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Updated: June 10, 2022

'We can't go back': Maine health care leaders talk of pandemic's tough lessons, silver linings

Four panelists on stage sitting down Photo / Renee Cordes From left, Commissioner Jeanne Lambrew of the Maine Department of Health and Human Services with panelists Dr. Jonathan Harvey of Martin's Point Healthcare, Dr. Andrew Mueller of MaineHealth and Charlie Therrien of Northern Light Mercy Hospital.

At the start of the pandemic, when many non-urgent health care services shut down overnight, Northern Light Health lost around 70% of its business, according to vice president Charlie Therrien.

Since then, Northern Light's bounce-back "is literally taking years, and we are still in the recovery period associated with that," Therrien, who also is president of Northern Light Mercy Hospital in Portland, told a Mainebiz forum in Portland on Thursday.

Health care is not built to catch up with a sharp rise in demand, Therrien said. He also described the added challenge of today's labor shortages, adding that "every day we are working to improve access." 

Therrien was joined by fellow panelists Dr. Andrew Mueller, CEO of MaineHealth, and Dr. Jonathan Harvey, chief medical officer at Martin's Point Health Care, in a discussion moderated by Jeanne Lambrew, commissioner of the Maine Department of Health and Human Services.

From worker shortages to worker burnout, panelists addressed challenges they face as both employers and health care providers, along with some of the weaknesses in the health care system brought to light during the pandemic.

Like Northern Light, MaineHealth is still struggling to catch up as demand for previously deferred services comes back, Mueller said.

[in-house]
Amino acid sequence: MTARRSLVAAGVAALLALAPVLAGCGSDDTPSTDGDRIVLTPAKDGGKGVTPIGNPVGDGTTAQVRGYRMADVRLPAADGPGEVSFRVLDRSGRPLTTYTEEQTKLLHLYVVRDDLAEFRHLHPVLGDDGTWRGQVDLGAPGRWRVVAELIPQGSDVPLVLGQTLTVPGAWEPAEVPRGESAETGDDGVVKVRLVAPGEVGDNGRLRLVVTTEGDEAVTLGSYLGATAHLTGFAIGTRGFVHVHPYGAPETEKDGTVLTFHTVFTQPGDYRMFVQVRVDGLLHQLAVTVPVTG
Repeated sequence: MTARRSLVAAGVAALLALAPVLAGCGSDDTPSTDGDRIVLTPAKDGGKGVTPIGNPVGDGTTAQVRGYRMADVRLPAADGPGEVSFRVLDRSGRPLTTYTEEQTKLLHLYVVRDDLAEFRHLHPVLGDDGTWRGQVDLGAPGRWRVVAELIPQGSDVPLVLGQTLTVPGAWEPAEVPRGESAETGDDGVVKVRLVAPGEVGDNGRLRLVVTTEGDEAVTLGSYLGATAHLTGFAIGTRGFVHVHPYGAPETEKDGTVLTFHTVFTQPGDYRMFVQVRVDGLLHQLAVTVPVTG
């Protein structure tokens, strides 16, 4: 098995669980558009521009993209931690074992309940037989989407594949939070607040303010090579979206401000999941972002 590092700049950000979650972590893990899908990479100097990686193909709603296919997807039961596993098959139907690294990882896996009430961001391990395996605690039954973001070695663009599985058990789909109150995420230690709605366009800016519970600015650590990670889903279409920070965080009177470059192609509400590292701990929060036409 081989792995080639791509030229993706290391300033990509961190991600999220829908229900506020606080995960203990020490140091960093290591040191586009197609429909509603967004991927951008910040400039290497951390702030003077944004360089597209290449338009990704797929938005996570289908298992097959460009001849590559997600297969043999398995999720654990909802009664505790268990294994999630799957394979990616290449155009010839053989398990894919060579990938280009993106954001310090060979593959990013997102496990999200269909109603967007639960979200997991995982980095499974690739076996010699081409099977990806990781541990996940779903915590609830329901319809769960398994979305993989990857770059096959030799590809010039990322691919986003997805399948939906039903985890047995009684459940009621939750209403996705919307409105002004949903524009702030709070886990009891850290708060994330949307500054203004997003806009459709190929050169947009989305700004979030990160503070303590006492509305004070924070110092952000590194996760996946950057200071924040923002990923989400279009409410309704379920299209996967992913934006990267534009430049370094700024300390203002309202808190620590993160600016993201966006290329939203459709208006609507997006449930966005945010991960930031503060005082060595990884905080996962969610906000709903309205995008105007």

“We have built really robust systems,” he said, “but they weren't resilient, and for us to really think about what our communities need for the future, we've got to make that transition."

Mueller also said that while the pandemic has been especially hard on front-line health care workers at Maine's largest private employer, many are experiencing the worst part of it now. He likened the situation to what soldiers go through around 18 months after returning from combat.

For that reason, MaineHealth has invested heavily to expand employee benefits around behavioral and mental health, Mueller said. He also said that expanding the workforce "here at home" is becoming more important now that MaineHealth and other health care employers are competing for talent in a national marketplace.

Mueller also spoke of the need to build a more diverse workforce and become more flexible in employment arrangements, such as a "gig economy" that might be attractive for nurses.

Along similar lines, Harvey of Martin's Point said that talent pipelines are needed in a number of provider roles, adding that improving access for patients won't be possible "until we get the right people on the job."

'No going back’

Integrating behavioral and mental health services into primary care and figuring out where telehealth goes from here are also things that all three providers are trying to navigate, in a sector forever changed by the pandemic. Panelists said this could be a silver lining.

"There is no going back," Mueller said. "The door has slammed behind us, we can't go back to the way we've done things before ... I think the future can be bright [and] we have a greater opportunity to do things here [in Maine] than probably anywhere else."

Jeanne Lambrew at podium
Photo / Renee Cordes
Commissioner Jeanne Lambrew giving her opening remarks at Thursday’s event.

Offering a policy perspective, Lambrew cited increased interest in health insurance provided as another silver lining. "If we can capture the moment of trying to make health care more affordable, that could make coverage more affordable and strengthen our health care system in Maine ... I'm cautiously optimistic on that as well," she said.

The Mainebiz Health Care Forum, which took place Thursday morning at the Holiday Inn By the Bay, was sponsored by Northern Light Health, Pierce Atwood, United Healthcare and the University of New England. Around 125 people registered for the event.

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